Apple letting third-party stores fix out-of-warranty iPhones, use its own parts for the first time

Apple will let more third-party stores fix out-of-warranty iPhones and use its own parts and tools on devices for the first time ever

  • Apple will start verifying more iPhone repairs by third-party companies
  • The company will supply companies with resources, tools, and training 
  • In order to participate, stores must have at least one Apple-certified technician
  • Apple has long worked to blockade third-party repairs of its devices 

Apple is starting to cede some ground on third-party repairs by broadening the number of verified stores licensed to fix iPhone screens, replace batteries, and more.

According to a blog post from the company, a new repair program will begin providing more independent phone repair stores with ‘the same genuine parts, tools, training, repair manuals and diagnostics as its Apple Authorized Service Providers.’ 

As long as the store has a certified Apple technician, they will be able to join its program for free, meaning nearly any and all third-party repair spot could now be allowed to provide iPhone repairs — at least for older models.I

The program will be confined only to iPhones that are out of warranty meaning newer Apple products will still have to be sent back to the company for repair.

This will likely come as a welcome change for Apple customers whom, amid battery-relate speed docking and preventative phone prices, have needed to service their older devices more than ever.

The move could potentially cut down on wait times at Apple stores and lower the burden on Apple’s own repair outfit, making outcomes smoother for both the company and its customers. 

‘To better meet our customers’ needs, we’re making it easier for independent providers across the US to tap into the same resources as our Apple Authorized Service Provider network,’ said Jeff Williams, Apple’s chief operating officer in a statement. 

Getting a verified and authorized to do repairs will be free for businesses, but the ease of doing so comes with a considerable caveat.   

In order to get the company’s blessing, third-party shops will be required to have at least one Apple-certified technician on-hand, and it will cost them. 

Those certifications require participants to undergo a somewhat rigorous training process that involves spending at least $300 — sometimes as much as $600 — and passing multiple tests.

This stipulation will likely deter companies with a tighter budget, making them less apt to join the network. 

According to the blog post, Apple has been silently piloting its program throughout the past year and currently has 20 independent repair businesses as a part of its network.

The move to open up its resources to third-party repair shops marks a significant shift for the company who has been notoriously prickly to non-Apple stores in the past.

Recently, major third-party repair company, iFixit, noted that Apple activated dormant software in its phones designed to hamstring unsanctioned battery repairs.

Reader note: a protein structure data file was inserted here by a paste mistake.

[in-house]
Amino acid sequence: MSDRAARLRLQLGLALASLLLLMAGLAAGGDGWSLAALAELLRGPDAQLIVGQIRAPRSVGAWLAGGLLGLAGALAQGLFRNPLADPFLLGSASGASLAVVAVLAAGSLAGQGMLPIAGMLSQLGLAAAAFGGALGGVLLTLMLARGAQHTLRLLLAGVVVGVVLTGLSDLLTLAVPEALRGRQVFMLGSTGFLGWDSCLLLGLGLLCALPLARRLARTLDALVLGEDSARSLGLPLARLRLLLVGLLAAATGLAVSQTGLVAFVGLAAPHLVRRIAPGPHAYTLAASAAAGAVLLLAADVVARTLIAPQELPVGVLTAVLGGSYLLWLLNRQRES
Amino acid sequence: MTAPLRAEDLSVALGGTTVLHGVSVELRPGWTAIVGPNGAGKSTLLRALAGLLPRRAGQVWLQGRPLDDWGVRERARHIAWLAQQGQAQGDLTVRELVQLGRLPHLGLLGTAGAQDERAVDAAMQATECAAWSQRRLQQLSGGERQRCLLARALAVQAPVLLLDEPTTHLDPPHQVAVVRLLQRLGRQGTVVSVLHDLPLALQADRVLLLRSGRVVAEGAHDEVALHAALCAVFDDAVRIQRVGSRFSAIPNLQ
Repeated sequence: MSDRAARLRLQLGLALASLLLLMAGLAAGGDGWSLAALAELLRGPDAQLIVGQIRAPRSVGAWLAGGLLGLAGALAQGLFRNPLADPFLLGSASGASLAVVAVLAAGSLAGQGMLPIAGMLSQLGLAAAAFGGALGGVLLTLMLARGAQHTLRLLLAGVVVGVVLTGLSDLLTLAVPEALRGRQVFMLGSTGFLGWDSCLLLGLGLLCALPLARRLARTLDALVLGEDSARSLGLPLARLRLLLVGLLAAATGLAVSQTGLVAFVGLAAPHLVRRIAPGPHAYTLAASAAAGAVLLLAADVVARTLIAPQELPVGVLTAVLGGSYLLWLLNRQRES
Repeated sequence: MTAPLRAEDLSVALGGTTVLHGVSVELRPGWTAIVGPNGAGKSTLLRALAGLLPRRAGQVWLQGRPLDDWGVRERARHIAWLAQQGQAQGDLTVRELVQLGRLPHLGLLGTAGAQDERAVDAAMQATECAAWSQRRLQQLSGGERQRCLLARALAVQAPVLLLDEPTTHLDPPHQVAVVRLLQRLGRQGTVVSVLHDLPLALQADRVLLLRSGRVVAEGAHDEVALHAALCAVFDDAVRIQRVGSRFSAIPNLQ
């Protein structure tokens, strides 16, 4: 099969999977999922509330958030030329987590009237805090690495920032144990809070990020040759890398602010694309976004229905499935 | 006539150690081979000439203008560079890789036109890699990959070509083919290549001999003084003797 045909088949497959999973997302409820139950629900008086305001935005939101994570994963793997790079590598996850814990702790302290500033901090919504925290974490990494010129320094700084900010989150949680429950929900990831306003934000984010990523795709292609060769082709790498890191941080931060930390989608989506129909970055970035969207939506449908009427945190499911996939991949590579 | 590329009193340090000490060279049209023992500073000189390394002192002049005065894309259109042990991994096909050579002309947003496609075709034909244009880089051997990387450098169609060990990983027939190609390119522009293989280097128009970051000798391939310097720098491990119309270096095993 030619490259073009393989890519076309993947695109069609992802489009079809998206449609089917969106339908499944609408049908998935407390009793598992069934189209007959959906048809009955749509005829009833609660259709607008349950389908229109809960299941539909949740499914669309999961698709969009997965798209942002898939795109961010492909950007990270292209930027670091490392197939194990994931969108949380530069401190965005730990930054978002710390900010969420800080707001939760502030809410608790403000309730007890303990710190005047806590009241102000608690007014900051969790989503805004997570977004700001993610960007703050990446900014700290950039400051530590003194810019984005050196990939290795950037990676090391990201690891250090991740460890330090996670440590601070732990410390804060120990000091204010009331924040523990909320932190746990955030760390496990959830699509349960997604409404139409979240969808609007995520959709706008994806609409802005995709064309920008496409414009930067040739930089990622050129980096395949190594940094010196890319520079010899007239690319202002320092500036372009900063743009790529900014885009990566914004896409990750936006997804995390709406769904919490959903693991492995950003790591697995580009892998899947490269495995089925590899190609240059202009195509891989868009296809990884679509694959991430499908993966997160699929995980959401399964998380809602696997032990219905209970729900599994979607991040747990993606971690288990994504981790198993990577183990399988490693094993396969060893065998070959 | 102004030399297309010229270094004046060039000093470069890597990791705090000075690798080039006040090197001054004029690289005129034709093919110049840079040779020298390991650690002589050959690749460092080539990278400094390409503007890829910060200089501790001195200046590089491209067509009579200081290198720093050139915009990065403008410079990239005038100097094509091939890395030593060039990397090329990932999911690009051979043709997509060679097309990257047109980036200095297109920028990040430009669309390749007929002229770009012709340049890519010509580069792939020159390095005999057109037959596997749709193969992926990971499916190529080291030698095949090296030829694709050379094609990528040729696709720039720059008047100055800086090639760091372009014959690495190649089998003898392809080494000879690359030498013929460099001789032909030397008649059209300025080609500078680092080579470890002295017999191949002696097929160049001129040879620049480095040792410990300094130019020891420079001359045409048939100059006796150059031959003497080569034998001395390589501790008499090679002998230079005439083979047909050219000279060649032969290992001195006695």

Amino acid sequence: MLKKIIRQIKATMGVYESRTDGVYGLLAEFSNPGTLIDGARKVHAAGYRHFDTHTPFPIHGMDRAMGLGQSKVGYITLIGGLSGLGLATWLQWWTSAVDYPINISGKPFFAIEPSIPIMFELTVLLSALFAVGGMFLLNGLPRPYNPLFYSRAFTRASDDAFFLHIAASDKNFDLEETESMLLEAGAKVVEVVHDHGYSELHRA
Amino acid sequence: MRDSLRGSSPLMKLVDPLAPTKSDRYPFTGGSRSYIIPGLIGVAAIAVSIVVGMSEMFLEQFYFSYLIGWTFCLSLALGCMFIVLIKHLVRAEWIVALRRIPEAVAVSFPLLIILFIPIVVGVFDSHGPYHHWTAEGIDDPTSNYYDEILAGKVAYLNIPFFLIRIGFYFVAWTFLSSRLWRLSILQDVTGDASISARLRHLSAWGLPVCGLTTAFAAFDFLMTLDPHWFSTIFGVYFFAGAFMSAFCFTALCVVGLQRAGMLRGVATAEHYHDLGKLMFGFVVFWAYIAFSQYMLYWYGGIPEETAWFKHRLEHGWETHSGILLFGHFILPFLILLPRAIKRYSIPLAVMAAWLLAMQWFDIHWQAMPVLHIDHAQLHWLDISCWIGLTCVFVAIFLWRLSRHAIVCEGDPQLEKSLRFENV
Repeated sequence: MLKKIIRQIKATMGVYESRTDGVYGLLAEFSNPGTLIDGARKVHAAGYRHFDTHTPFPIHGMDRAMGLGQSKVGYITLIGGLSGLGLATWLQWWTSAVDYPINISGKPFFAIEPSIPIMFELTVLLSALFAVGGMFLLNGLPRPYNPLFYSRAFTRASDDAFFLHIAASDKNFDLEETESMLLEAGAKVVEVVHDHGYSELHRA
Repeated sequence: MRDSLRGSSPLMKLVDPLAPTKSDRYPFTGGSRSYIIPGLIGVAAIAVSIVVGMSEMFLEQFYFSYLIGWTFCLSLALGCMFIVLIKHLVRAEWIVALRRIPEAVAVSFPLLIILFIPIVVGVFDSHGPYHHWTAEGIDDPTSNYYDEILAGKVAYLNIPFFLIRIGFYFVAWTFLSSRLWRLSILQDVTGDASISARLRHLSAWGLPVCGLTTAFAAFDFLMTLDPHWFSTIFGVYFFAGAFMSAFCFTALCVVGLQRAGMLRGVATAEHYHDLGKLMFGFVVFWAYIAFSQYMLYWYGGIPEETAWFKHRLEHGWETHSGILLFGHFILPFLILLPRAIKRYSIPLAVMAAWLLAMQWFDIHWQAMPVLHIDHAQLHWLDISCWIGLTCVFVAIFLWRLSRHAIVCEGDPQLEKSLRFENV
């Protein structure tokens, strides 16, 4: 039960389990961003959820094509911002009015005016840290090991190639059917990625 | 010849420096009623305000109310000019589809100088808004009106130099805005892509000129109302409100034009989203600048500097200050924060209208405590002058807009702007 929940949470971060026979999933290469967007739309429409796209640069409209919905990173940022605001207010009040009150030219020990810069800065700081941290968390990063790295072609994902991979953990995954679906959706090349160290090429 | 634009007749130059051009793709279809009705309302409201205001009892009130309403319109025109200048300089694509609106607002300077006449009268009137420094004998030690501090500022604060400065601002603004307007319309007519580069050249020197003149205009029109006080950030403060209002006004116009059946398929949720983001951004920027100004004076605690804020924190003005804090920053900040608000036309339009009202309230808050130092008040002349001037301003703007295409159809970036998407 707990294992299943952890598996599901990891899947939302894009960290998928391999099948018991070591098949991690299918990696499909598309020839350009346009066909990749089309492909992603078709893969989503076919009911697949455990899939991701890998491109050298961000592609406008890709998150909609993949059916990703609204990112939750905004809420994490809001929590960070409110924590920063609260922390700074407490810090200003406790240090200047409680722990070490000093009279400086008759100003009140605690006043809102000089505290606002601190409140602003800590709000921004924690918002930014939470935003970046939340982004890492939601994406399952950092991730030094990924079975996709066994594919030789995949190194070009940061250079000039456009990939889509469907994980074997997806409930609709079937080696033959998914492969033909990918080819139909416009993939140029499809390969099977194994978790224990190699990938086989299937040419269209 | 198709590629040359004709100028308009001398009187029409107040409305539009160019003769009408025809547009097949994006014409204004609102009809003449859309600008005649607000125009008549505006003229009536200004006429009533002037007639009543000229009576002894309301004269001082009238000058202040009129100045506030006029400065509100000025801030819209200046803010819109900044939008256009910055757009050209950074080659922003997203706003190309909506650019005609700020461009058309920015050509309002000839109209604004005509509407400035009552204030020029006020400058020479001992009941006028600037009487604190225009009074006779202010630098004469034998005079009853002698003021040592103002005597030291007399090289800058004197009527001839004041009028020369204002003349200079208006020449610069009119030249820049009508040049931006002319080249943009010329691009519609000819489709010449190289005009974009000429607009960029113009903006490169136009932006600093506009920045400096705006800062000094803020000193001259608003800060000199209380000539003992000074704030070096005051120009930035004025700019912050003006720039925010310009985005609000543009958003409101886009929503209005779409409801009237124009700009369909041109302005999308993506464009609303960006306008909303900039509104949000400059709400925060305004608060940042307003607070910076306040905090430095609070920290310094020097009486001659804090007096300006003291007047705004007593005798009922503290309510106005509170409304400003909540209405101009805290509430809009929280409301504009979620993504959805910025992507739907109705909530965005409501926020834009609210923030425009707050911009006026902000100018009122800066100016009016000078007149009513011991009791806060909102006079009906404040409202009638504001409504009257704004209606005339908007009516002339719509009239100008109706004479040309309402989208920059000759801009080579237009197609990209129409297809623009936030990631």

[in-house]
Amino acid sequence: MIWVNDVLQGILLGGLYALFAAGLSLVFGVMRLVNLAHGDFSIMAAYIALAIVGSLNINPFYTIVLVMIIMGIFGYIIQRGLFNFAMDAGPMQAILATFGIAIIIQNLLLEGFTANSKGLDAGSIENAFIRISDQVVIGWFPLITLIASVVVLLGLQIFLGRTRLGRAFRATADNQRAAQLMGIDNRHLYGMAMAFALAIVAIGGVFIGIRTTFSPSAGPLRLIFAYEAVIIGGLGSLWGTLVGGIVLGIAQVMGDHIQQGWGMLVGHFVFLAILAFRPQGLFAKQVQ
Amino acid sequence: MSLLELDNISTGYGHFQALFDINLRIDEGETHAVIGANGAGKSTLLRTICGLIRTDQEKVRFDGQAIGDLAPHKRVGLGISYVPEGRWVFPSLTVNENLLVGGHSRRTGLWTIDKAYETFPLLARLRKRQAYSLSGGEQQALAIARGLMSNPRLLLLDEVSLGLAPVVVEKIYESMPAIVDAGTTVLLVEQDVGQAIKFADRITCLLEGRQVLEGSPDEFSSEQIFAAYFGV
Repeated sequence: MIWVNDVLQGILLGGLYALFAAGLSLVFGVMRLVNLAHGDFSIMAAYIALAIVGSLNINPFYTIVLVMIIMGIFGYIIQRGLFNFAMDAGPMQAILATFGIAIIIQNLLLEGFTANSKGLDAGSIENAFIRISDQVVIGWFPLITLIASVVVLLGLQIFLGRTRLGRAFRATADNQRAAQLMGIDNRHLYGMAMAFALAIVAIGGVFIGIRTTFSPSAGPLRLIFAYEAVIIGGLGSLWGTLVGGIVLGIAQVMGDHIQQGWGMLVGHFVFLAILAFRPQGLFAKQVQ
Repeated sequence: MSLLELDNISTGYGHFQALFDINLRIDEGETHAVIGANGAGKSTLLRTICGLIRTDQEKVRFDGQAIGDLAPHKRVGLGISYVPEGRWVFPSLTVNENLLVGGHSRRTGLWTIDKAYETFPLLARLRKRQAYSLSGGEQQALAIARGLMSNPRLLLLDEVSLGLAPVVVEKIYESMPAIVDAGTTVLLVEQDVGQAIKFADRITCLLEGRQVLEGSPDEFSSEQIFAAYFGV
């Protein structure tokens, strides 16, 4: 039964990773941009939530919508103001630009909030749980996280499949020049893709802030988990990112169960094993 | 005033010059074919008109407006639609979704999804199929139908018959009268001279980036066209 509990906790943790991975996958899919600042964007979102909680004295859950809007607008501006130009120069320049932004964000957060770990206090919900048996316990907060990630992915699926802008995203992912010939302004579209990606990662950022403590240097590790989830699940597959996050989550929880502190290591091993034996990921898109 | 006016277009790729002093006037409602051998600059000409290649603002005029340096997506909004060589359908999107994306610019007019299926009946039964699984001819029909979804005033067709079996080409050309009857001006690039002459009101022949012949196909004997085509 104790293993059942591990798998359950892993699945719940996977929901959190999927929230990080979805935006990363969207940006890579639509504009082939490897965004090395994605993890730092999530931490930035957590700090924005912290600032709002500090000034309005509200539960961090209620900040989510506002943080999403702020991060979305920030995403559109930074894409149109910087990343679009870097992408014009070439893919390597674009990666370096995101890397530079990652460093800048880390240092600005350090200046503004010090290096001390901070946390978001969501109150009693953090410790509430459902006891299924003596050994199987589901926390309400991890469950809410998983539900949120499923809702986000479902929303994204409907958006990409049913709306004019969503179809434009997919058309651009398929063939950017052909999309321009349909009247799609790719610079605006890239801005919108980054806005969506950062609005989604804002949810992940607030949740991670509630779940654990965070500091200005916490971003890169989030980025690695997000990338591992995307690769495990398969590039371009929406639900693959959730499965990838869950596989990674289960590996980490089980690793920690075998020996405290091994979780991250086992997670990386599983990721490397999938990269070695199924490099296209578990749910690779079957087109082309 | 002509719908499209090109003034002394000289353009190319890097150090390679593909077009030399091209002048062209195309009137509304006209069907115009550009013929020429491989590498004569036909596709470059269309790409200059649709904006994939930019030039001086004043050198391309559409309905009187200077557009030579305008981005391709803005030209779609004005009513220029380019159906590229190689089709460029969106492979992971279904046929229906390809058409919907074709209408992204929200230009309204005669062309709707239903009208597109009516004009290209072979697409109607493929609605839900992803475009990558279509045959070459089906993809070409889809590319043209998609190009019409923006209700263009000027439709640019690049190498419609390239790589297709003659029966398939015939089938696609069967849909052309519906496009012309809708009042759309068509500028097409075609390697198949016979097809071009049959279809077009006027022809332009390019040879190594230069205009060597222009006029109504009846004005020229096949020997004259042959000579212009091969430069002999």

The software blocked phones’ battery diagnostic capabilities and those of third-party apps after their batteries had been replaced by a non-Apple technician. 

Instead of displaying important information about battery health, the devices were adorned with a semi-permanent ‘Service’ notification that could only be resolved by bringing the phone to Apple.

‘Unless an Apple Genius or an Apple Authorized Service Provider authenticates a battery to the phone, that phone will never show its battery health and always report a vague, ominous problem,’ said iFixit.

As a result of Apple’s efforts to blockade third-party repair companies calls for a ‘right to repair’ legislation that would legally establish the right repair one’s phone personally or through a service of one’s choosing, have gathered steam. 


The row over Apple’s decision to slow down the performance of iPhones has resurfaced after the firm revealed its latest iOS update brings the controversial ‘throttling’ feature to iPhones bought just a year ago.

The firm, which was hit by a huge customer backlash after the ‘batterygate’ throttling was first revealed, has previously said there was no need to bring the ‘performance management feature’ to its latest phones.

However, the release notes for iOS 12.1, released on Tuesday, revealed Apple has brought the controversial feature to the iPhone X, iPhone 8 and iPhone 8 Plus – which were released just a year ago.

The row led to many accusing Apple of ‘built-in obsolescence’ that effectively forced users to buy a new phone.

As batteries in all phones and gadgets age, they become less effective.

Meanwhile, as software becomes more advanced, it puts more of a strain on the battery and processor as the phone ages, and in come cases, this can cause phones to simply shut down.

Apple’s performance management feature throttles some system components, such as the CPU and the GPU, as the battery degrades over time to prevent the device from randomly shutting down.

Previously, this was an automatic feature in every iPhone, but following outrage from users, Apple began giving them the option to turn it off in iOS 11.3.

But Apple admitted in the iOS 12.1 release notes that the performance management feature will be turned on for its latest iPhone models – many of which users have only owned for a year or less.







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